Tuesday, September 15, 2009

Thomas Sowell's "Single Payer Plan": HIMSELF!

What did we do, back during the years when most Americans had no medical insurance? I did what most people did. I depended on a "single payer"-- myself. When I didn't have the money, I paid off my medical bills in installments. The birth of my first child was not covered by medical insurance. I paid off the bill, month by month, until the time finally came when I could tell my wife that the baby was now ours, free and clear.

In a country where everything imaginable is bought and paid for on credit, why is it suddenly a national crisis if some people cannot pay cash up front for medical treatment? That is not the best way to do things for all people and all medical treatments, which is why most Americans today choose to have medical insurance. But millions of other people choose not to-- often young and healthy people, sometimes deadbeats who use emergency rooms and don't pay at all.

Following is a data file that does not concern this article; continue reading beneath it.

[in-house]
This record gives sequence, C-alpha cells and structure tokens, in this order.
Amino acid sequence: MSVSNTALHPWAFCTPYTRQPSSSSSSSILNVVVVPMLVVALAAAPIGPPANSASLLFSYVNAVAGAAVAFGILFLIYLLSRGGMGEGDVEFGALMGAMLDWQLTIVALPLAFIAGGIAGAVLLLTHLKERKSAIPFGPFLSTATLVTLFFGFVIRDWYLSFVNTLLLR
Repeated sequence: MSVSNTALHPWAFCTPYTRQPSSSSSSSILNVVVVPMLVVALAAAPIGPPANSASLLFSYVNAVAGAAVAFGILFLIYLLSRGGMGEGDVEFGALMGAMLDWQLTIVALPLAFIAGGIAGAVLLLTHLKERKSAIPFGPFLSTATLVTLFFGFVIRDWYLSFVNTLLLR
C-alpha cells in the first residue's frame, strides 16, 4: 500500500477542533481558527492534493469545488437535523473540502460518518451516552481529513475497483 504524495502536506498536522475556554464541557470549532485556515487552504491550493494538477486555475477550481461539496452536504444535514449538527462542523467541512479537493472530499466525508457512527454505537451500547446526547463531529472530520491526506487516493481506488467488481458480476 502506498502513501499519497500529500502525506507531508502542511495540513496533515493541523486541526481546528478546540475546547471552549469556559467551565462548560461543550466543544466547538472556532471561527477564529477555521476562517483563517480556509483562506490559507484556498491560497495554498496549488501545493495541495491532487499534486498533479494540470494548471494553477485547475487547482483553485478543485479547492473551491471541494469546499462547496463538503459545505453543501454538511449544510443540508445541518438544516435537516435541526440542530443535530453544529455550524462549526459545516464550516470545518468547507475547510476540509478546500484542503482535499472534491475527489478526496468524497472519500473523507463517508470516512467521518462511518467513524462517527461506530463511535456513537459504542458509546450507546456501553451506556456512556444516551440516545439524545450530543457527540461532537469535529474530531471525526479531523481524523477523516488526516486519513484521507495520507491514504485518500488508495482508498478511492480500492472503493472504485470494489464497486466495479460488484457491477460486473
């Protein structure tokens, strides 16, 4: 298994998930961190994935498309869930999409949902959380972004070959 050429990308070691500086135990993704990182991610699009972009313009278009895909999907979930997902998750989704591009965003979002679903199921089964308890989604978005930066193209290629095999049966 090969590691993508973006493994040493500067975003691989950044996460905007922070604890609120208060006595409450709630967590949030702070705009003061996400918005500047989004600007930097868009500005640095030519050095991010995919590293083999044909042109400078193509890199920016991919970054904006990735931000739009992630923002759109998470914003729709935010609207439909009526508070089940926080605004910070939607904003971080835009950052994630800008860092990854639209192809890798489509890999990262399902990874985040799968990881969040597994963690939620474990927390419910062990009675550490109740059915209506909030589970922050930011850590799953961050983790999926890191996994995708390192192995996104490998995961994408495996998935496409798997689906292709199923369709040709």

Is this ideal? No. But if every deviation from the ideal is a reason to be panicked and stampeded into putting dangerous arbitrary powers into the hands of government, then go directly to totalitarianism, do not pass "Go", do not collect $200.

~Thomas Sowell


At 9/15/2009 9:30 AM, Blogger juandos said...

Note the following from Dr. Sowell: "What is equally childish is the notion that the great majority of Americans who have medical insurance, and who say they are satisfied with it, should be panicked and stampeded into supporting vast increases in the arbitrary power of Washington bureaucrats to take medical decisions out of the hands of their doctors-- all ostensibly because a minority of Americans do not have medical insurance"...

This begs the question, 'just how many children of adult age do we have in this country?'...